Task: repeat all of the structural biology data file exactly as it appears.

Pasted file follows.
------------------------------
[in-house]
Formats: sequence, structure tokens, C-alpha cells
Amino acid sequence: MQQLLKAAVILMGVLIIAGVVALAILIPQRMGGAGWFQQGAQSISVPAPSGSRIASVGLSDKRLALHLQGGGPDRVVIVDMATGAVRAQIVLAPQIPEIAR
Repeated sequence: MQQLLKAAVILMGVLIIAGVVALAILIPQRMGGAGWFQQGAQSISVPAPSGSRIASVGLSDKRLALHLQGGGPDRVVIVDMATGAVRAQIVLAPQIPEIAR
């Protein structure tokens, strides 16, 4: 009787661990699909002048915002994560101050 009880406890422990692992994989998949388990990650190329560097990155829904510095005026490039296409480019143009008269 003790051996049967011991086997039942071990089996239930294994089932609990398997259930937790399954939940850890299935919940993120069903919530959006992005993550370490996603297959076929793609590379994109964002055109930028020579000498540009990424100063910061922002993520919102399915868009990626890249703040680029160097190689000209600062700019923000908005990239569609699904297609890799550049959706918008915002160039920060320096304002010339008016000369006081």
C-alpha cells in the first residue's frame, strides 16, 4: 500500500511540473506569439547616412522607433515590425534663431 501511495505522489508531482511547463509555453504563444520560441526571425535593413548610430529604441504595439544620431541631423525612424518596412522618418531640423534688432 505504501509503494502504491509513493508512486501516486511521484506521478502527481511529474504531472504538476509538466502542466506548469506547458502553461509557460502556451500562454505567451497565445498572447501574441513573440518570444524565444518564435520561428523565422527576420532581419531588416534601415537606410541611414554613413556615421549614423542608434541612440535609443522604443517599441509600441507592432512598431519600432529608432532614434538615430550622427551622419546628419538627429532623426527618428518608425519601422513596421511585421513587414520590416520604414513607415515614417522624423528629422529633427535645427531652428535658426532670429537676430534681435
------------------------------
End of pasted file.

[in-house]
Formats: sequence, structure tokens, C-alpha cells
Amino acid sequence: MQQLLKAAVILMGVLIIAGVVALAILIPQRMGGAGWFQQGAQSISVPAPSGSRIASVGLSDKRLALHLQGGGPDRVVIVDMATGAVRAQIVLAPQIPEIAR
Repeated sequence: MQQLLKAAVILMGVLIIAGVVALAILIPQRMGGAGWFQQGAQSISVPAPSGSRIASVGLSDKRLALHLQGGGPDRVVIVDMATGAVRAQIVLAPQIPEIAR
């Protein structure tokens, strides 16, 4: 009787661990699909002048915002994560101050 009880406890422990692992994989998949388990990650190329560097990155829904510095005026490039296409480019143009008269 003790051996049967011991086997039942071990089996239930294994089932609990398997259930937790399954939940850890299935919940993120069903919530959006992005993550370490996603297959076929793609590379994109964002055109930028020579000498540009990424100063910061922002993520919102399915868009990626890249703040680029160097190689000209600062700019923000908005990239569609699904297609890799550049959706918008915002160039920060320096304002010339008016000369006081």
C-alpha cells in the first residue's frame, strides 16, 4: 500500500511540473506569439547616412522607433515590425534663431 501511495505522489508531482511547463509555453504563444520560441526571425535593413548610430529604441504595439544620431541631423525612424518596412522618418531640423534688432 505504501509503494502504491509513493508512486501516486511521484506521478502527481511529474504531472504538476509538466502542466506548469506547458502553461509557460502556451500562454505567451497565445498572447501574441513573440518570444524565444518564435520561428523565422527576420532581419531588416534601415537606410541611414554613413556615421549614423542608434541612440535609443522604443517599441509600441507592432512598431519600432529608432532614434538615430550622427551622419546628419538627429532623426527618428518608425519601422513596421511585421513587414520590416520604414513607415515614417522624423528629422529633427535645427531652428535658426532670429537676430534681435